Wiener Schnecken aus dem Hause Gugumuck


Snails first became popular in ancient Rome (750 BC). Together with the expansion of the Roman Empire, escargots as a source of food spread throughout all of Europe. The rise of Christianity and the fasting rules that came with it increased the popularity of escargots and anchored their spot in the cuisine of the Alpine region.

A little known fact: Escargots were a highly popular specialty in Austrian cuisine. Starting in the 18th century, Vienna was considered the ultimate bastion of eating escargots. There was even an escargot market behind the Peterskirche church, where snail vendors sold them under the name of “Viennese oysters”. They were eaten boiled, baked, fried in bacon with wine kraut, and — this may seem surprising — even eaten with sugar.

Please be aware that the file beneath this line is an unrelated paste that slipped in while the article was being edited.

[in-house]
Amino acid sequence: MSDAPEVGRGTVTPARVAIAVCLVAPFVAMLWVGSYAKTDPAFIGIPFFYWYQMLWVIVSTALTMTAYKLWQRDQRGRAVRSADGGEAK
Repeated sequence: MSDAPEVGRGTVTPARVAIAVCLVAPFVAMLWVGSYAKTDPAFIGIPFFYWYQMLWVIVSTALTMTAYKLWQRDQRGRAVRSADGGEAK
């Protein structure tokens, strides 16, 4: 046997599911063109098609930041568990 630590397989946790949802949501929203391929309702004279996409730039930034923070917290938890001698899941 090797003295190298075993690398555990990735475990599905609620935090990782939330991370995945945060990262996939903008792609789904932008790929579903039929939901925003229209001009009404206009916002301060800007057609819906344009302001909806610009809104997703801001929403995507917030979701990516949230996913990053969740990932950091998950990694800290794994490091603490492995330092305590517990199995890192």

Today, Vienna Escargots are a Slow Food Ark Product and part of the Culinary Heritage of the Alps.

Schnecken-Verkäuferinnen am Schnecken-Markt Petersplatz.Schneckenverkäuferin am Wiener Schneckenmarkt am Petersplatz. Johann Adolf Opitz um 1810